He continues, “We go at new technology hard, we always have. Our approach to innovation is to take an attack strategy, which is very different than the approach of many of the cable companies in the US, where they seem to prefer to take a defensive strategy and try to fend off attackers. Maybe it’s because we still consider ourselves a relatively small, regional business. Going forward, we expect that more and more innovation will come from outside our business, increasingly from the West Coast of the US.”

Sky’s other big bet is in Jaunt, a Palo Alto-based cinematic virtual reality company. At just over one year old, the company is still in the R&D phase, but Sky has already participated in three funding rounds (Seed, A, & B) and is beginning to produce test content for the format, including shorts in the Dance, Drama, Comedy, Boxing, Sports, and Music genres.

“They’re still perfecting the tech. We started out thinking of this as a three-to-five-year project, but in the last six months, that timeline has started to feel like it’s contracting,” Perchard says. “We’re starting to form some views on what this technology medium would be good for.”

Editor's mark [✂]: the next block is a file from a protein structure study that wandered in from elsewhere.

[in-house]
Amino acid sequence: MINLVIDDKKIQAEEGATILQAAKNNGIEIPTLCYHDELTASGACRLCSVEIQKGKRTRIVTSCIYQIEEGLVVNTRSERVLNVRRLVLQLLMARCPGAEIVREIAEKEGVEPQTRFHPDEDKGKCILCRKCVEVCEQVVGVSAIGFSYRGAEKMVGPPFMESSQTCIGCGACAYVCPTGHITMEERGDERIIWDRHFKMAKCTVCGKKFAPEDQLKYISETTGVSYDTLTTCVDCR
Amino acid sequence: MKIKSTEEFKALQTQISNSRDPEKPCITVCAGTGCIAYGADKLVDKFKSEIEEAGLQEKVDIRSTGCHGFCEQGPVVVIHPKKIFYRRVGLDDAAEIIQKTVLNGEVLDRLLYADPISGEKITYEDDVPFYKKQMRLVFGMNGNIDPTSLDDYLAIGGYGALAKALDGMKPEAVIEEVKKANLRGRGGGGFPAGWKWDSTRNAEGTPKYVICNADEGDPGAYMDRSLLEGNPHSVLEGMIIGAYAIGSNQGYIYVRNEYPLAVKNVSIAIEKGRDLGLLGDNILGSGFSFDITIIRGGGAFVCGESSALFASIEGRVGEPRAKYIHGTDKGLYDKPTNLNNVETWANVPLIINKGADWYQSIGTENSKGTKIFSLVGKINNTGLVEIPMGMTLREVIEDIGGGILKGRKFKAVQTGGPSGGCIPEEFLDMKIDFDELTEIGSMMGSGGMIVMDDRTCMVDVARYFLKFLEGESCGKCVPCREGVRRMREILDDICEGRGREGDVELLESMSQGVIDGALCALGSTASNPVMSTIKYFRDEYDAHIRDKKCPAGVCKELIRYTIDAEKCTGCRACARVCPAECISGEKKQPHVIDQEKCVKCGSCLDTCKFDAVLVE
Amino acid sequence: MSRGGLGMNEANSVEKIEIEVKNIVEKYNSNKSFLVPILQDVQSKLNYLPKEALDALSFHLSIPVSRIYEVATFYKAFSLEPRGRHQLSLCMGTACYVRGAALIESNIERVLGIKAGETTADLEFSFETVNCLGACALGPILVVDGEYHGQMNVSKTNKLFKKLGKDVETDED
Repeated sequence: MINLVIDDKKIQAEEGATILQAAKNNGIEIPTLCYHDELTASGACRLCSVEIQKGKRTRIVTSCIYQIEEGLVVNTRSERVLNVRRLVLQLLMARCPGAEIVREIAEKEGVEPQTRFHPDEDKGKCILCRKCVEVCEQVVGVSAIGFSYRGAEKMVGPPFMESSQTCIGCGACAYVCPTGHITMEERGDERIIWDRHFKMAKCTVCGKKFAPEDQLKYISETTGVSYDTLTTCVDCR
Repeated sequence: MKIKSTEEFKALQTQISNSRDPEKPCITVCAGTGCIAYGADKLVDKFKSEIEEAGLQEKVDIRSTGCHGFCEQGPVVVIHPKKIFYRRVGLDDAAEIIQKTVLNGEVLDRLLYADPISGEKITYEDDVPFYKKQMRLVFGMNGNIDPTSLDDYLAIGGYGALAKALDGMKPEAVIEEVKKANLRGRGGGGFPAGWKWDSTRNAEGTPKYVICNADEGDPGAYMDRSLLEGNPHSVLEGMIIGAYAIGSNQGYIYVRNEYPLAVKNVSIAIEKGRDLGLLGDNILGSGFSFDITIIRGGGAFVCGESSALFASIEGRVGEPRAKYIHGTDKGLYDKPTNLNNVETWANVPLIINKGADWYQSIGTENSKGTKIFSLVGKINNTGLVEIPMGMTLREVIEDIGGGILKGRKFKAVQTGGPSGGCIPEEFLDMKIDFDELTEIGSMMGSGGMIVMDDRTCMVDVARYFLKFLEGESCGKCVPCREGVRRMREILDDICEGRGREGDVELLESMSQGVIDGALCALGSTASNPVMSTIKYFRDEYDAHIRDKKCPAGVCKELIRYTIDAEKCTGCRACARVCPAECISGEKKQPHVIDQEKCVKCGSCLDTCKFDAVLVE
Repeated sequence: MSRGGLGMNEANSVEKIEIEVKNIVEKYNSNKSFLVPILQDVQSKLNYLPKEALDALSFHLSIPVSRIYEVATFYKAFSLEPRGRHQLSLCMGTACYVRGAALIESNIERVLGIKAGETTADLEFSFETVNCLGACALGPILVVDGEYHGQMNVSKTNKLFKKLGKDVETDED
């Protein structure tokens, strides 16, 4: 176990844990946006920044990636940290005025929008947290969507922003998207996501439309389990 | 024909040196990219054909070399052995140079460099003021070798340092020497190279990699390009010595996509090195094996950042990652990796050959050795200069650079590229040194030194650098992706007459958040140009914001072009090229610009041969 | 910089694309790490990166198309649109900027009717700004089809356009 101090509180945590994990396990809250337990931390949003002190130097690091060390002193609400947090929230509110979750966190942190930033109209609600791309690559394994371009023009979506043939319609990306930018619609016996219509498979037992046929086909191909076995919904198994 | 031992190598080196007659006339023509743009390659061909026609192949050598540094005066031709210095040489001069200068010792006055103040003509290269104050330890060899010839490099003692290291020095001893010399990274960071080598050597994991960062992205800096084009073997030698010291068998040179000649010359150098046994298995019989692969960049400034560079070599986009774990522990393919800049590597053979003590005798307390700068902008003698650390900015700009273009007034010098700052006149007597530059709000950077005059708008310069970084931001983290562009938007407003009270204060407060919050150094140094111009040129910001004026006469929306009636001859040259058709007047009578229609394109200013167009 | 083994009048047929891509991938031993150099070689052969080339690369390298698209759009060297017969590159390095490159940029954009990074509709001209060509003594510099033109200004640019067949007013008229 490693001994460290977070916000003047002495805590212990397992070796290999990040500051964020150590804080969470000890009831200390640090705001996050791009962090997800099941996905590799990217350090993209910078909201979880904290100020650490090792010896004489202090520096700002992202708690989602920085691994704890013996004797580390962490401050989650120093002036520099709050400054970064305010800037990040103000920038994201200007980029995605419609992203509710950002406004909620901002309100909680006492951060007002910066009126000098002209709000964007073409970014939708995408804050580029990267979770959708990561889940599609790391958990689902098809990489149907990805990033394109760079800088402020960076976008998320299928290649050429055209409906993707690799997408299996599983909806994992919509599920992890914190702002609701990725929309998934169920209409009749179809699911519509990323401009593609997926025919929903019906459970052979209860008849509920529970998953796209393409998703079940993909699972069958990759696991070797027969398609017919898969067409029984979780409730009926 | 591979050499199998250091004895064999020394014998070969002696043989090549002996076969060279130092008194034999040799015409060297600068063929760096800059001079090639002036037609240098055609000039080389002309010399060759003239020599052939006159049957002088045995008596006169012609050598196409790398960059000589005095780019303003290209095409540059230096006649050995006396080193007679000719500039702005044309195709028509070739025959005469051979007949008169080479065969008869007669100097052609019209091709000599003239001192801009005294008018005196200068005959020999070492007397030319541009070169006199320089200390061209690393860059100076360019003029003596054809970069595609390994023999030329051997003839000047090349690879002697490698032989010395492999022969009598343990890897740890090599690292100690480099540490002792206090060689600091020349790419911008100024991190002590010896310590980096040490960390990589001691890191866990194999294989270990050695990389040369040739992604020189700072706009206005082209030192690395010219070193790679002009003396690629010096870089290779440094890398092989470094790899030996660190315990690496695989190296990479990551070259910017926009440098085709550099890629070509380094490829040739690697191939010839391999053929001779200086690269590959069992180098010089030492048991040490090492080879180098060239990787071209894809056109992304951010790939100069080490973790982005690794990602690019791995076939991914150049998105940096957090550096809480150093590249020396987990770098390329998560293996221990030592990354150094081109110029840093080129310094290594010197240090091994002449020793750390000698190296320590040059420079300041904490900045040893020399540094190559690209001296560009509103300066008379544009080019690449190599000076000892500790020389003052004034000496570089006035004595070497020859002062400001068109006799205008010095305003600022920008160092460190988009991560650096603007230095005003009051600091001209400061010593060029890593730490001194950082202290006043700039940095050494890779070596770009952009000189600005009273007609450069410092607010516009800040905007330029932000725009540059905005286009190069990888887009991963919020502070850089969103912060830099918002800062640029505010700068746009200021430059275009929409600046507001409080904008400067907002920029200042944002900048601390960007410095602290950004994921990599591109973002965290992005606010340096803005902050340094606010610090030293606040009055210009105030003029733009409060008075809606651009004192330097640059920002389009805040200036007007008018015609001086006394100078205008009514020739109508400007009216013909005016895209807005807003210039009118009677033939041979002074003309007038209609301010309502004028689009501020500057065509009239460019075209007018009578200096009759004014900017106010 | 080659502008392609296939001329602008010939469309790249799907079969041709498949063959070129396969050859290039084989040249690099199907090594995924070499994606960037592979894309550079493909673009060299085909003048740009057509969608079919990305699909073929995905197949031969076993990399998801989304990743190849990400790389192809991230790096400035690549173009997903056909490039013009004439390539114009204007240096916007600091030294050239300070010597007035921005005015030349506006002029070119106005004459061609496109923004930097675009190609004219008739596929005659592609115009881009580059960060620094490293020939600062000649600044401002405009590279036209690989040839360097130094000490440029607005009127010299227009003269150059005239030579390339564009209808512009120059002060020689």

Sky’s investments generally range from the low hundreds of thousands of dollars to the mid-single-digit millions, Perchard says, depending on the stage of the company and the status of any parallel commercial relationship. As should be evident from its involvement in Roku and Jaunt, Sky is intent on backing companies for which it sees integration potential, be it in the near or mid-term. Put another way, these aren’t financial investments, in the purest sense. The goal across all these deals, according to Perchard, is to keep UK and eventually European consumers thinking that if you want the best paid TV has to offer, than Sky is the only answer.